VOLUMIC is immensely proud, as a French manufacturer, to provide equipment to national protection and defense services. Today, various units within the gendarmerie utilize 3D printing to drive innovation in their work. Every day, the laboratories of the French Gendarmerie's Institute of Criminal Research (IRCGN) develop innovative devices to save precious time during genetic analysis.
The DCBG (Biological Genetic Criminalistics Division) now possesses a complete genetic analysis platform for identifying suspects in various criminal cases. Our French experts at the PJGN (Judicial Pole of the French Gendarmerie) also use these 3D-printed tools in the field with a mobile laboratory they have created, enhancing their productivity.
Article from LES IMPRIMANTES 3D :
"3D Printing in the Service of the Gendarmerie
3D printing isn't only used to create gadgets for individuals or develop prototypes in businesses. The Judicial Pole of the French Gendarmerie (PJGN) brings together experts in forensics and artificial intelligence to solve complex legal cases. The 600 individuals working there are nicknamed "The Experts," in reference to the television series.
The PJGN's field of expertise is broad yet specialized, encompassing areas such as cybercrime, video surveillance, document fraud, improvised explosive devices, strongpoint protection, interventions in contaminated environments, property protection through marking products, and more.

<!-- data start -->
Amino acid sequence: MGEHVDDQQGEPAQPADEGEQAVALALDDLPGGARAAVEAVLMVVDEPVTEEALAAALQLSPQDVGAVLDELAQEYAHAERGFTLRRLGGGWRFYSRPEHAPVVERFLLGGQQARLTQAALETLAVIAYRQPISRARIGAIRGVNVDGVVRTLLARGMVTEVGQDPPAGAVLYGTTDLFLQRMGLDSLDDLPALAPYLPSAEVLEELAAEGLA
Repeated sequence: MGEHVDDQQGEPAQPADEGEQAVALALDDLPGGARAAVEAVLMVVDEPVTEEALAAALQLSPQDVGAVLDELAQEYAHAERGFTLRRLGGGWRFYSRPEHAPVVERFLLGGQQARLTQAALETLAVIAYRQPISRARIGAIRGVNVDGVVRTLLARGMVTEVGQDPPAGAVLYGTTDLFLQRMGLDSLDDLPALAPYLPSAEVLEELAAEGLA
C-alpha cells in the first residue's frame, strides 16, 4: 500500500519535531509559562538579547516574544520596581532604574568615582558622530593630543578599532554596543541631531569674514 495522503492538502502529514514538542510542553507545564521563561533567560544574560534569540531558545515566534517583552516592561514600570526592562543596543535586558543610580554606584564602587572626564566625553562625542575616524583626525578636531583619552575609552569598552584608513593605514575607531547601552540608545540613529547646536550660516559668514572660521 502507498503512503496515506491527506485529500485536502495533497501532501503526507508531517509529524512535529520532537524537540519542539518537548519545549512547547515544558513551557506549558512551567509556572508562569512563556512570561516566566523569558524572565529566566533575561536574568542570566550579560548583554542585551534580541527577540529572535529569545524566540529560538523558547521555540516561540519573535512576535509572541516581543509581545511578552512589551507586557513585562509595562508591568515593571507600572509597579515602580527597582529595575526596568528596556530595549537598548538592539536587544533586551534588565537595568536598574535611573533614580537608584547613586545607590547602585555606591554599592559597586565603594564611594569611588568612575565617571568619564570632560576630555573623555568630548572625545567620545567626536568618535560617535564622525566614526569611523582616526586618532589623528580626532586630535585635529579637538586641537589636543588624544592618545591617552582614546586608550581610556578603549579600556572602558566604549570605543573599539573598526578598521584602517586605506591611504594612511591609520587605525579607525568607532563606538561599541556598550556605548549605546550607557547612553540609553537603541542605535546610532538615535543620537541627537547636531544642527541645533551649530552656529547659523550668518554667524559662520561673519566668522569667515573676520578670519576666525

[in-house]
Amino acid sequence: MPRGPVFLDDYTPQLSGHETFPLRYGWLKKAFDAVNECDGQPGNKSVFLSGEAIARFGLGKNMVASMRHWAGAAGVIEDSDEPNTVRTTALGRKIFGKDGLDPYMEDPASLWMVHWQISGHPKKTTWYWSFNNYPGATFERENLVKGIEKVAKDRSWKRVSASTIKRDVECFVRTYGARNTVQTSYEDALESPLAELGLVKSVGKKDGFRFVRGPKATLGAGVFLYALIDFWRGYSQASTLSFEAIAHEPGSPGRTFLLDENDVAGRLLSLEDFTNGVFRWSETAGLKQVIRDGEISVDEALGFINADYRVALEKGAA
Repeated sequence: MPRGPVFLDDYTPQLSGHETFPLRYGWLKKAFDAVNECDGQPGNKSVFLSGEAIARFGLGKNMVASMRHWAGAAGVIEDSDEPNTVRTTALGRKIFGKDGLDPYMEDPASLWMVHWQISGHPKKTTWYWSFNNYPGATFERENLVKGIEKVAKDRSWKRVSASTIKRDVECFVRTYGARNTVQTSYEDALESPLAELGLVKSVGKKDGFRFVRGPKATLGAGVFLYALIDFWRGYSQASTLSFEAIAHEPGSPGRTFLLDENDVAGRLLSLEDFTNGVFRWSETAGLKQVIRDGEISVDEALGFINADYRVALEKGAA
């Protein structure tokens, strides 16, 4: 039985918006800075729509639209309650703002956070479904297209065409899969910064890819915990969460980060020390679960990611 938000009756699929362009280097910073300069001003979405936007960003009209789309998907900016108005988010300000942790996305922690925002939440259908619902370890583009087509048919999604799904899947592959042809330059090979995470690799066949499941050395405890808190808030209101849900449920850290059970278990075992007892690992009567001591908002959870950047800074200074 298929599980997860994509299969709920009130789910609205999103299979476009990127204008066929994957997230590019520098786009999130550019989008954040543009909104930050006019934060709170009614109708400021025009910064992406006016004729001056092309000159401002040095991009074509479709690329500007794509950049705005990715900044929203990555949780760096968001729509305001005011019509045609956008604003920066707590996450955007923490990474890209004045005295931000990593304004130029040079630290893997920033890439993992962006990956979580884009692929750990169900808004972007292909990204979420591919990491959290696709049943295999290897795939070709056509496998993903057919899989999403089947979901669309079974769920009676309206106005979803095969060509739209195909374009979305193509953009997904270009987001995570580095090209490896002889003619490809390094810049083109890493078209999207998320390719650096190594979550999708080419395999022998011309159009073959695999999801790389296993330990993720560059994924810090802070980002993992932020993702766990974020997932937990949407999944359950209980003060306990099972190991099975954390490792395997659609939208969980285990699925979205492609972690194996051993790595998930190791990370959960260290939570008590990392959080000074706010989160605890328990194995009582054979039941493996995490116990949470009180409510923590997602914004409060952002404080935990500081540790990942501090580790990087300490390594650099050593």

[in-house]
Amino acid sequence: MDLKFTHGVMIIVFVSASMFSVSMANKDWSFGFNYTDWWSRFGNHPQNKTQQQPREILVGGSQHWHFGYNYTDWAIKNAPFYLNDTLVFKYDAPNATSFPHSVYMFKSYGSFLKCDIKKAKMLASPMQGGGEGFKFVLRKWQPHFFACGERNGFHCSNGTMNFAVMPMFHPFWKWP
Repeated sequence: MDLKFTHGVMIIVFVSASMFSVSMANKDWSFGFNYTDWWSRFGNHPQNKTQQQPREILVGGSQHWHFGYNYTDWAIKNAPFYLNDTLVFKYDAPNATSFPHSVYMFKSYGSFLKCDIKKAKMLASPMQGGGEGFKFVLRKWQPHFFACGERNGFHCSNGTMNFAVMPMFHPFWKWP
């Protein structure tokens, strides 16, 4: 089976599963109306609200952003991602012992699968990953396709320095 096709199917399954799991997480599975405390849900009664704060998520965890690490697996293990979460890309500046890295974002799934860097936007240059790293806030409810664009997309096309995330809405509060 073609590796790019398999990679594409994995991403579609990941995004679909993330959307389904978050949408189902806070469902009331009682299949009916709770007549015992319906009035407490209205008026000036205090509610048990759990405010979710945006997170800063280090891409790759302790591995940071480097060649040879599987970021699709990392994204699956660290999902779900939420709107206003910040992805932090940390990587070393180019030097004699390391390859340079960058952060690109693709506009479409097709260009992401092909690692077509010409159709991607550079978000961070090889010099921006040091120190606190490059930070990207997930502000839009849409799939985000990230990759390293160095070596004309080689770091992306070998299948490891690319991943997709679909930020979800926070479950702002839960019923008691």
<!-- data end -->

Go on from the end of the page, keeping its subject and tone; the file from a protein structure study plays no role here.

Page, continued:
At the forefront of genetic fingerprinting technology, the French Gendarmerie's Institute of Criminal Research (IRCGN) boasts a comprehensive genetic analysis platform managed by the biologists of the Biological Genetic Criminalistics Division (DCBG). Nuclear DNA typing, also referred to as "genetic fingerprinting," enables the identification of individuals implicated in criminal cases.
3D printing aids forensic science.
In order to save valuable time during genetic analyses, the use of 3D printing has facilitated the in-house design and creation of adapters for the utilization of various analysis plate models. This was accomplished using a 3D printer Volumic Stream 20 Pro MK2.
The Judicial Pole of the French Gendarmerie is located in Pontoise (Val-d'Oise) and houses the genetic analysis laboratory, which is itself part of the IRCGN. A global innovation, the institute even has a mobile laboratory for conducting analyses at crime scenes or in the aftermath of natural disasters.
The unboxing, calibration, and initial setup of the Volumic Stream 20 Pro MK2 3D printer were completed within half a day, and the first pieces were produced within 24 hours. The primary material used is PLA due to its optimal balance of cost, ease of printing, and mechanical strength. Other prints are done with PETG and TPU.
As a result, height adjustments are no longer required with each plate change. More broadly, the possibilities of rapid prototyping enable the design and development of innovative tools and devices within the laboratories of the IRCGN. The internalization of 3D design and 3D printing within the gendarmerie, without relying on an external contractor, contributes to enhancing productivity, quality, results, and ergonomics for the experts of the criminal research institute. "